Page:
One of the best ways to learn literacy strategies? Ask you school's ELA teachers what they do. This video models several strategies using informational text, which transfers perfectly to science, math, and technology texts.
A more detailed set of ideas that worked in a low-performing school in California that made tremendous gains in test scores. Check out the section on reciprocal teaching, which requires a lot of modeling and practice, but produces tremendous gains in student achievement.
This is an excellent resource for teachers in older grades to make sure that students have the skills needed to understand content-specific vocabulary, analyze text, and pull relevant meaning from readings. It focuses on 6 major components of literacy in detail, which those not familiar with literacy instruction may not have had any exposure to. Knowing these key structures will make you better equipped to tackle students' reading difficulties, and understand why students may not understand.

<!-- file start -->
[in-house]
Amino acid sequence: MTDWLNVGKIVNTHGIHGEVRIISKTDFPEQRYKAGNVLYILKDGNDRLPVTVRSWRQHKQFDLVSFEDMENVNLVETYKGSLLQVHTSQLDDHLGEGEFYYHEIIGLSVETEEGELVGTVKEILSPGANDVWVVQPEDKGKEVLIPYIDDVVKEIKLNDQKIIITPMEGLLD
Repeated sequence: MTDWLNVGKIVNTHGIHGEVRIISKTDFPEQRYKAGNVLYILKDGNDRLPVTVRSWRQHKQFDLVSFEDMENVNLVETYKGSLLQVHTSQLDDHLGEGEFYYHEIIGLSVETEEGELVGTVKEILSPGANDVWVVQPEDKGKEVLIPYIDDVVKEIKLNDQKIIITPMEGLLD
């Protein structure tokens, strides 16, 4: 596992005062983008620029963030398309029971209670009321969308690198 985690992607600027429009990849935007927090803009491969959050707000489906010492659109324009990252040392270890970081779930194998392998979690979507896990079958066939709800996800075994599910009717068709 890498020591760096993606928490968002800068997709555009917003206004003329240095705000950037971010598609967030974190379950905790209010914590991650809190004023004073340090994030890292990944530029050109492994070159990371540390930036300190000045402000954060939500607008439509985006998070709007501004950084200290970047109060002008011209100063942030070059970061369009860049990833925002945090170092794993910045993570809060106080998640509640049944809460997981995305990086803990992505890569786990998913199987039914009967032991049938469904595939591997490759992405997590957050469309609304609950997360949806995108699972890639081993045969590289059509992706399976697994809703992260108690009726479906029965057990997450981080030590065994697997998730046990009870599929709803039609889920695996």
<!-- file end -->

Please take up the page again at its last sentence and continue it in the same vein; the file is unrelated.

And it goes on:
If you are not an ELA teacher, you may be questioning why you need to understand literacy strategies. In history, students need to know how to "read historically," which means understanding how dates are important to the text. The point of this piece is that no matter what you teach, students need a certain set of skills in order to effectively read your texts.
If you have been hearing at faculty meetings that your school will be focusing more on improving literacy and you are not sure how it fits into your curriculum, look at this article for a guide of what literacy actually entails. It involves more than just being able to read the words on a page.